What is a Good Outcome of Treatment for Adolescent Depression? A Mixed-Methods Exploration of Measurement, Concepts, and Priorities

Doctoral Thesis


Background and aim: Evidence-based care places outcome measurement at the core of mental health practice and research. But there is no consensus on what constitutes a ‘good outcome’. This thesis aimed to advance the debate specifically for adolescent depression, through a mixed-methods exploration of outcome concepts, priorities, and measurement.

Methodology: (1) A narrative review of the outcomes literature in mental health identified an initial taxonomy of outcomes. (2) A systematic review considered outcomes reported in recent treatment effectiveness studies. (3) Qualitative content analysis explored outcome perspectives amongst youth, parents, and clinicians following therapy. (4) A Q-methodological study assessed the relative importance given to different outcomes by youth and practitioners. (5) Quantitative analysis examined the convergence of reliable change ratings across selected outcome domains and measures in a naturalistic dataset.

Results: (1) based on all five studies an outcome taxonomy for adolescent depression was developed, consisting of 32 outcomes across seven domains. (2) Treatment effectiveness studies primarily reported on change in symptoms (94%), followed by global functioning (55%). (3) Symptom change was a key focus for youth, parents, and clinicians post treatment, but closely followed by coping, family functioning, and academic functioning. (4) Four distinctive viewpoints emerged on what outcomes matter the most: Symptoms – feeling better; Self-management – resilience through coping skills; Parental support – resilience through family support; and Functioning – less interference with daily life. (5) Symptom change appears to be an imperfect proxy for change in functioning and progress towards personal goals.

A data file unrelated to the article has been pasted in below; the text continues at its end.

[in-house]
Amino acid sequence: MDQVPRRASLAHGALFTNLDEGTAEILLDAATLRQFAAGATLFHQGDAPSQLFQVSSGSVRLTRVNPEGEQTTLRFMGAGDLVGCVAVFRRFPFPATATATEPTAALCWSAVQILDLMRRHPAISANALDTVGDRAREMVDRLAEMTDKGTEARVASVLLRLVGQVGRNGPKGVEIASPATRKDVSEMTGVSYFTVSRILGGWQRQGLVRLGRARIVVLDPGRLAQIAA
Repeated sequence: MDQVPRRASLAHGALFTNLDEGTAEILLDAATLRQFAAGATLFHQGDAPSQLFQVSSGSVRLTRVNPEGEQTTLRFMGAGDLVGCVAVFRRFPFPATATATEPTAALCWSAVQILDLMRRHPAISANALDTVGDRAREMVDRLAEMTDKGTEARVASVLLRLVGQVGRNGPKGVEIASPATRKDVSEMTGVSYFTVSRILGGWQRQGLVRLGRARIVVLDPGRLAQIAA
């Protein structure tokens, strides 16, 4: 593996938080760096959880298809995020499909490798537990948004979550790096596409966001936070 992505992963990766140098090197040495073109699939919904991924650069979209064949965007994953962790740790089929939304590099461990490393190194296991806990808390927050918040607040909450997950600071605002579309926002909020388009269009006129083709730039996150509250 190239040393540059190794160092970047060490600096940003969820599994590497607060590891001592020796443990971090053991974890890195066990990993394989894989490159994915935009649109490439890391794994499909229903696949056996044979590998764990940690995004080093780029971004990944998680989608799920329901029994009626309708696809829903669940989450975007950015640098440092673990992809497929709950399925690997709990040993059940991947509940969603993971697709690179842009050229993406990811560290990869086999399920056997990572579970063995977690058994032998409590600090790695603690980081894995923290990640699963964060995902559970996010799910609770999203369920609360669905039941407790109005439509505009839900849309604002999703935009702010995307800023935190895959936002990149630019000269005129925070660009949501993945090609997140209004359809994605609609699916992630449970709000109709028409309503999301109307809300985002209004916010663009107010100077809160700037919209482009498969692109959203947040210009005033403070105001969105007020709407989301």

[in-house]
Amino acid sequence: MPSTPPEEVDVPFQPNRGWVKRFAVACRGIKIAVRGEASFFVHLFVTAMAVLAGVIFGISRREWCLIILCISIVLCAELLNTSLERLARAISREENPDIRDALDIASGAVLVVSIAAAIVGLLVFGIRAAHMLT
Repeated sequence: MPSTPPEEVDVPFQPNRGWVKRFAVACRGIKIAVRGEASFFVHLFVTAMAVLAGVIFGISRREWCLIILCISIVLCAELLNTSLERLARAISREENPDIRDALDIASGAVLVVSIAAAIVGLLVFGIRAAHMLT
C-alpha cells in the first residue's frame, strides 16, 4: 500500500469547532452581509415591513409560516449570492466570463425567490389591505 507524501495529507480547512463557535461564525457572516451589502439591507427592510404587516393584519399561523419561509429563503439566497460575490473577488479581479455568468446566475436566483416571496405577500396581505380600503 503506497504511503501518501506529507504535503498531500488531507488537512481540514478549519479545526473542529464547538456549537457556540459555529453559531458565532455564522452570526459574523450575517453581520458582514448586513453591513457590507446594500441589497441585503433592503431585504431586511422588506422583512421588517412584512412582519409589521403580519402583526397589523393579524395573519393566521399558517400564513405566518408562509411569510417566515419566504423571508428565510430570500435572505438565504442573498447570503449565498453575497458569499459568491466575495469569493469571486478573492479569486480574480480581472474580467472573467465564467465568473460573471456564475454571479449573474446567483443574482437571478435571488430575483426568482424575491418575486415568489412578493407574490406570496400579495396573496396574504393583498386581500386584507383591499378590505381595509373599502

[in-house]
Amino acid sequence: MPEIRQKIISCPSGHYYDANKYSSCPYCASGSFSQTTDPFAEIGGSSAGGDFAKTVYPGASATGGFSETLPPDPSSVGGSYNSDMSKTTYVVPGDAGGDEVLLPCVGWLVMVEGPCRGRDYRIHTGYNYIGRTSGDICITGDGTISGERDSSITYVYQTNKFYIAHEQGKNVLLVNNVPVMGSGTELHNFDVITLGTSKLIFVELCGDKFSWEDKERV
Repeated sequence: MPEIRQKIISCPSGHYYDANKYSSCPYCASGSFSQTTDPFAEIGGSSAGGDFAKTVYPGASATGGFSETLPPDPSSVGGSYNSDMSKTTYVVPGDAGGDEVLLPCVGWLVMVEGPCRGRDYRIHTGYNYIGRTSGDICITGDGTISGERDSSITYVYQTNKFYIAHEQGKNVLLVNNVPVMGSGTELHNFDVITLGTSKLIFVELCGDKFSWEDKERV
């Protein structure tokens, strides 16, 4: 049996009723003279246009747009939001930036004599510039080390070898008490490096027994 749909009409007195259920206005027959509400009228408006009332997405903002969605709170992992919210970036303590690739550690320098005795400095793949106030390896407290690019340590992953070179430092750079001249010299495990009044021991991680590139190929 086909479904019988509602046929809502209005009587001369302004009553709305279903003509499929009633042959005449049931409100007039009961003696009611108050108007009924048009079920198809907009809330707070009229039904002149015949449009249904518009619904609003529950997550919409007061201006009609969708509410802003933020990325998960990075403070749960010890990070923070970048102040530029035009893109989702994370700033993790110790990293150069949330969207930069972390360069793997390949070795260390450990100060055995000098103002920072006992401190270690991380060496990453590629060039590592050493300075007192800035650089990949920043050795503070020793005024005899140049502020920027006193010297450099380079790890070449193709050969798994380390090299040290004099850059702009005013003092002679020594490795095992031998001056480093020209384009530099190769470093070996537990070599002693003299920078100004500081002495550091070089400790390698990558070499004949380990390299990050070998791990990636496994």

Conclusion: Change in depressive symptoms emerged as a core outcome. However, youth, parents, and clinicians endorsed additional outcomes, conveying a multidimensional picture that is inadequately captured by measuring symptoms alone. To promote outcome assessment that is streamlined, person-centred, and can illuminate treatment mechanisms, the consideration of additional outcomes, beyond symptom change, may be beneficial.

University College London